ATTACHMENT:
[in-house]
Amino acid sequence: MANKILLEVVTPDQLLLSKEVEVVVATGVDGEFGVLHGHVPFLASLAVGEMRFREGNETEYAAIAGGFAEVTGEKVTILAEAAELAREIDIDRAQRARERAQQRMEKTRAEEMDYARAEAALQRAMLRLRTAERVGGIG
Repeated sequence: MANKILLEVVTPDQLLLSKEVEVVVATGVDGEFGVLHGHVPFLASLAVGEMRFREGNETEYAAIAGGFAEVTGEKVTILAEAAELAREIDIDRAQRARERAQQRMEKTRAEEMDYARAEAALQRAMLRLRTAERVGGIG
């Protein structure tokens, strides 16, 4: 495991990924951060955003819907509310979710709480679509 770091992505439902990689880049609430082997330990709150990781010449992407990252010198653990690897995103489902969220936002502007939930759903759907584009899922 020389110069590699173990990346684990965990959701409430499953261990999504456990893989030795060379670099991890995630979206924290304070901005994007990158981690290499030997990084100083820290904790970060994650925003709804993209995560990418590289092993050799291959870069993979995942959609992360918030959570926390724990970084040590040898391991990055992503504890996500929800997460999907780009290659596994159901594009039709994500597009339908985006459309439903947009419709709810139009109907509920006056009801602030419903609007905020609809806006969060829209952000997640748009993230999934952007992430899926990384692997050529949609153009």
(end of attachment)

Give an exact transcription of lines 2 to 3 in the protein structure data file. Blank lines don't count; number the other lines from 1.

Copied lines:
Amino acid sequence: MANKILLEVVTPDQLLLSKEVEVVVATGVDGEFGVLHGHVPFLASLAVGEMRFREGNETEYAAIAGGFAEVTGEKVTILAEAAELAREIDIDRAQRARERAQQRMEKTRAEEMDYARAEAALQRAMLRLRTAERVGGIG
Repeated sequence: MANKILLEVVTPDQLLLSKEVEVVVATGVDGEFGVLHGHVPFLASLAVGEMRFREGNETEYAAIAGGFAEVTGEKVTILAEAAELAREIDIDRAQRARERAQQRMEKTRAEEMDYARAEAALQRAMLRLRTAERVGGIG